In this example, you have given all the information that you need to, and none of what you don’t. You established a hardship – your hours have been cut. You established that you want to be able to pay something – but right now you cannot. This will be your litany until the timing to offer the bank a settlement arrives.
Answering a phone call from a bill collector.
Because of how many calls the bill collectors make, and the fact that the calls will come from a manner of random toll free numbers, even numbers from within your area code (this is often spoofing), accidentally picking up a call can happen.
Check out this video where I talk about whether to pick up calls from debt collectors, or what to do or say if you randomly or accidentally pick up a collection call you did not intend to.
If you pick up a phone call from a bill collector and you’re not prepared (making dinner, social setting, kids just got home etc.), be polite and quickly end the call. Here are some examples of what you can say:
- “I cannot talk right now, I have my hands full. I can call you back.”
- “I have a visitor and am not able to talk right now. I can call back tomorrow.”
- “This isn’t a good time for me to talk right now. I will call later this week.”
The point is to be professional, and brief, while ending the call quickly. I should also point out that when you sit down to make your outgoing calls to your original creditors, the same business mindset applies. Be courteous and to the point. Sit down to make the calls when you’re prepared, and there are no distractions going on around you.
There is no hard and fast rule to how often you should communicate with your bank or a debt collector leading up to negotiating a settlement. There are some creditors right now where I recommend never making a proactive call until you are in the position to settle. There are other instances where I suggest making one, or even a few calls.
There are some exceptions to targeting the best settlement outcomes with your creditors between the 150 and 180 day delinquent mark. There are also exceptions to when a credit card issuer sends your past due account out to a collection agency. American Express is a good current example of a bank that sends unpaid credit card accounts out to an external bill collector after only a couple of months of missed payments. Citibank and Chase will sometimes do that too.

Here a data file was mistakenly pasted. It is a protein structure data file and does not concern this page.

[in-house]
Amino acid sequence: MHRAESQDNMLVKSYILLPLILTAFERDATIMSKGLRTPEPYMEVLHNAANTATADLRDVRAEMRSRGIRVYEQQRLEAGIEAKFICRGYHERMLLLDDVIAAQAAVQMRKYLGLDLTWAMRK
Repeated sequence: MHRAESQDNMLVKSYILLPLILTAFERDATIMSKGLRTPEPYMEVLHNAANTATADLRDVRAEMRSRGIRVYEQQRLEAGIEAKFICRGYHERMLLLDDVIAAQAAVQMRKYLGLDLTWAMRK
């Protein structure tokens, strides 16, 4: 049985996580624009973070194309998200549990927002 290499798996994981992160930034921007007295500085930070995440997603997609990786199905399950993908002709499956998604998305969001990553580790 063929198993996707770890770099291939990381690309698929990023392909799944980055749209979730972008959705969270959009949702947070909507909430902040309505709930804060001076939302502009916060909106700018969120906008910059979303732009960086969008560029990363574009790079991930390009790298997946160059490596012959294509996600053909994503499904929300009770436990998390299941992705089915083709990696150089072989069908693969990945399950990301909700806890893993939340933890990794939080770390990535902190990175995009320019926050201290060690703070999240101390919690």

The next section of the debt relief program will cover how to negotiate and get the deal with your original credit card bank. I will offer insights into:
- Establishing the amount of money needed for a single lump sum settlement.
- Settling with your bank using their allowable 90 day term payments with confidence.
- Have you prioritized the right credit cards and balance for the earliest settlements?
- How to prepare for a litany of questions that some banks have as a policy before approving a settlement with you.
Continue on with the debt settlement section of the CRN debt relief program – How to call the bank and negotiate your settlement.
If you have questions or concerns about making phone calls to bill collectors, or are concerned about something you should, or should not say, post them in the comments below for feedback. If you would like to talk with me about your situation you can reach me at 800-939-8357, choose option 2, or submit a consult request form.
This Debt Settlement Guide includes:
An Expert Guide to Credit Card Debt Settlement
How and Why Banks Settle Credit Card Debt with You
Types of Accounts to Include in Your Debt Settlement Plan
Why Settling Credit Card Debt is Like a Race
How to Settle Credit Card Debt Quickly
How to Talk to a Debt Collector (you are here)
How to Negotiate Credit Card Debt Successfully Yourself
7 Largest Credit Card Banks and How They Settle Debt
Get Debt Settlement Letters and Agreements from Collectors
Paying Debt Collectors After You Negotiated a Settlement